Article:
Enterovirus D68 (EV-D68) has not garnered the media attention that Ebola virus has; however, it is more likely that you’ve encountered a patient with symptoms consistent with EV-D68. Unfortunately, fever, cough, runny nose, sneezing and body aches does not make for an open and shut diagnosis. In addition, it is likely that patients and families are on high alert and have many questions, especially with the cases of neurologic illness recently reported by the Centers for Disease Control and Prevention (CDC). For these reasons, we thought a background on enteroviruses might be of interest.
A family of viruses
Enteroviruses are part of the Picornaviridae family. Viruses in this family are small-sized, single stranded RNA (ssRNA) viruses. The Picornaviridae family consists of 12 genuses, and within the enterovirus genus, 10 different species have been classified. Poliovirus, coxsackievirus and rhinoviruses are in the same genus as EV-D68.
- Enterovirus D68 - species within the genus, human enterovirus D
- Polioviruses - species within the genus, human enterovirus C
- Coxsackieviruses - species within the genus, human enterovirus A and B
- Rhinoviruses - species within the genus, human rhinovirus A, B and C
Characteristics of enteroviruses
Enteroviruses are fairly hardy. So they aren’t easily inactivated by common disinfectants, such as 70 percent ethanol, isopropanol, dilute Lysol® or quaternary ammonium compounds. Additionally, ether, chloroform and many detergents are also ineffective. As a general rule, enteroviruses are most effectively inactivated by formaldehyde, glutaraldehyde, strong acids, hypochlorite and free residual chlorine. However, a variety of factors play a role in the effectiveness of inactivation, such as concentration, pH, extraneous organic materials and contact time. Because enteroviruses tend to be sensitive to higher temperatures, pasteurization is effective for inactivating the virus in biological preparations. Ultraviolet light can inactivate the virus on surfaces and, generally speaking, viral titers decrease significantly when the virus dries on surfaces.
The two primary routes of infection for enteroviruses are respiratory and gastrointestinal (fecal-oral). In the case of EV-D68, the infection is primarily at respiratory sites. Therefore, transmission during the current outbreak is mostly expected to be through respiratory means – coughing, sneezing or self-inoculation through touching a contaminated surface or item and then touching one’s face.
Because of the relative hardiness of these viruses, the best way to avoid infection is to prevent inoculation by avoiding people who are sick, washing hands frequently, not touching one’s face with unwashed hands, and regularly cleaning objects that are touched often particularly by many people, such as doorknobs and toys. Patients with asthma should be also encouraged to maintain daily therapies.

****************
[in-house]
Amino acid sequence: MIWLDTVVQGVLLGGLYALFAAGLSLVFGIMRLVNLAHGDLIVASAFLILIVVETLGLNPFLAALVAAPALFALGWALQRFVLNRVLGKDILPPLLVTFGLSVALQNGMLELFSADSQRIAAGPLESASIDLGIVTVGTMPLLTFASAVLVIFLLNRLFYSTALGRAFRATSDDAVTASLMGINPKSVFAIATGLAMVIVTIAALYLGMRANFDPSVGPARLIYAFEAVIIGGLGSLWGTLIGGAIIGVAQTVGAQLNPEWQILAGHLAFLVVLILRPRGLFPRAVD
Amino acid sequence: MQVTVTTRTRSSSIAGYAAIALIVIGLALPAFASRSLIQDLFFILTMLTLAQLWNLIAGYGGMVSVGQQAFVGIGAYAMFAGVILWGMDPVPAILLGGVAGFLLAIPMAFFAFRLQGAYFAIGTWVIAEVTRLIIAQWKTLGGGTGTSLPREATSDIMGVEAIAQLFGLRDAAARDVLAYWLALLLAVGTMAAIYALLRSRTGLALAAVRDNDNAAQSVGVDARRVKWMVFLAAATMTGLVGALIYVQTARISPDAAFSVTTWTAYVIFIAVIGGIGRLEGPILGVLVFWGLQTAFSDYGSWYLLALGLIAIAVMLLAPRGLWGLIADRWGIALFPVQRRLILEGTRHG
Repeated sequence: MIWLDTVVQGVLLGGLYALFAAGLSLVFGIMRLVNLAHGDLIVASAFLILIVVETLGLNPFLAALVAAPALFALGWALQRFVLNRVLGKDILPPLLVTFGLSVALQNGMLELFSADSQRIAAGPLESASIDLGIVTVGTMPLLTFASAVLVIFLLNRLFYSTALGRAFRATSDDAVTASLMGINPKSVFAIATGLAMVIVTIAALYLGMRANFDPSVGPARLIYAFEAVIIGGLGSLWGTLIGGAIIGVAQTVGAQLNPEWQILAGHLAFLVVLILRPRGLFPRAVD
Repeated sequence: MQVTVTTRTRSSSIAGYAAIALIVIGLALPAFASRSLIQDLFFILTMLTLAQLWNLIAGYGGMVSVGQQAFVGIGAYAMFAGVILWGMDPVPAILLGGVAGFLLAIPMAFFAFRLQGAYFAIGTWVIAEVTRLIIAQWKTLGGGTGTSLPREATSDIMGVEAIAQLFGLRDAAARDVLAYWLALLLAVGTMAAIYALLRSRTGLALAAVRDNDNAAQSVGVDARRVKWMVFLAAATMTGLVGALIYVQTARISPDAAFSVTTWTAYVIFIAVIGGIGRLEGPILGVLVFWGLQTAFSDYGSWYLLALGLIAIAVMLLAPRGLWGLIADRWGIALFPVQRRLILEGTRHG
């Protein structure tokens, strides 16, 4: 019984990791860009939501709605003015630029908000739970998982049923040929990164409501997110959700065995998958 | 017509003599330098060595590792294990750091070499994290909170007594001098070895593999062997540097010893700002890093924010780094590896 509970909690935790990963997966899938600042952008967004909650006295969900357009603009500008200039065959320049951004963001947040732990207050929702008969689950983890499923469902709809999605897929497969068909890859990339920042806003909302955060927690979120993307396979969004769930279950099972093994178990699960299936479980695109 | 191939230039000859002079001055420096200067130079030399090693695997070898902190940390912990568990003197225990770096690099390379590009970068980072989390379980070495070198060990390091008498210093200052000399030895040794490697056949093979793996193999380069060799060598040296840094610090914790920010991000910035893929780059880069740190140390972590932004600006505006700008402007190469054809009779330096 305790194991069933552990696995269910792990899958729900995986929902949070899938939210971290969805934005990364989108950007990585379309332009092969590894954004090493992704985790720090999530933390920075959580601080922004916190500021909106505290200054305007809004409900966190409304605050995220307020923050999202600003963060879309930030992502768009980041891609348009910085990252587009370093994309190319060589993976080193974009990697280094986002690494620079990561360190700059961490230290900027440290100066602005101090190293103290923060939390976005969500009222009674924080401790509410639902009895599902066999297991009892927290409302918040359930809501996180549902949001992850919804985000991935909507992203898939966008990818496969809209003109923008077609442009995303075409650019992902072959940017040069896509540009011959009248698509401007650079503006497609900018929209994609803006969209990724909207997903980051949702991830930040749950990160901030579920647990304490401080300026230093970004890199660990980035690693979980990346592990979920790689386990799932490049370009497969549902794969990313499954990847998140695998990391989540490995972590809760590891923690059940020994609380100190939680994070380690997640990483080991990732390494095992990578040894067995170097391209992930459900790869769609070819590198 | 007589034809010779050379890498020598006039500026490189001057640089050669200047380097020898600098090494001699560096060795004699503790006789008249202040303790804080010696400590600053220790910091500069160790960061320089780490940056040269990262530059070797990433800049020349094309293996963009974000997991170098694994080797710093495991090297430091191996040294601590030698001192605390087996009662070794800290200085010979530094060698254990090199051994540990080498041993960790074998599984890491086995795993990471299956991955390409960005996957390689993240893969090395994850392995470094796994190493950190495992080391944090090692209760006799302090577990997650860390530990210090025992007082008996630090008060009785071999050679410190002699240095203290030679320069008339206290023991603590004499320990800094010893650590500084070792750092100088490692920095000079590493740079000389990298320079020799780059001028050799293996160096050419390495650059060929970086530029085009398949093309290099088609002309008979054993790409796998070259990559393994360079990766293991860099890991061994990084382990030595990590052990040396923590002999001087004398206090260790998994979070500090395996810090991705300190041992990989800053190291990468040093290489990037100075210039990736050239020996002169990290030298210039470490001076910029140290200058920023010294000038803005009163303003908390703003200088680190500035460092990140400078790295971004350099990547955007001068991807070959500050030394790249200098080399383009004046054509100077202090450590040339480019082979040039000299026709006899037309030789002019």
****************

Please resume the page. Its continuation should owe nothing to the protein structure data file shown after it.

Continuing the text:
Enterovirus D68 and other respiratory infections
More than one type of enterovirus is circulating and, of course, other respiratory viruses are also circulating. Typically, enteroviruses circulate between late summer and fall, so it is likely that they will soon be decreasing. However, an almost simultaneous uptick in influenza may make the appearance of infections characterized by respiratory symptoms seem steady.
Younger children, and those with respiratory conditions such as asthma, are more likely to suffer severe symptoms. However, those with asthma may also be more likely to suffer complications from infections with influenza or pneumococcus. Therefore, if a patient presents with severe respiratory illness and an unclear cause, EV-D68 testing may be considered.
Enterovirus D68 and antivirals
Unfortunately, antiviral drugs that have been effective in treating other enteroviruses have not been effective against EV-D68 when tested at clinically relevant concentrations. Therefore, guidance should be to treat symptoms, and if the person has trouble breathing, he or she should seek emergency treatment.
Enterovirus D68 and recent cases of neurologic illness with limb weakness
Recent cases of neurologic illness with limb weakness are being investigated; however, it is still unclear whether these cases are causally associated with the ongoing EV-D68 outbreak. Enteroviruses are a known cause of neurologic illness in children; however, EV-D68 has previously been detected in cerebrospinal fluid (CSF) in a limited number of cases. However, among a cluster of nine patients in Colorado in August, CSF did not contain EV-D68, but 4 of 8 respiratory samples were positive for the virus. Because enteroviruses are common enough that sometimes they can be detected in healthy people, this finding alone does not establish causality between the neurologic illness and EV-D68 infection. The CDC continues to investigate these cases and has requested that clinicians report any patients with the following criteria to their state or local health department immediately:
- Patient is younger than 21 years old.
- Patient experienced an acute onset of focal limb weakness.
- The symptoms occurred on or after August 1, 2014, AND
- An MRI reveals a spinal cord lesion largely restricted to gray matter.
Additional CDC resources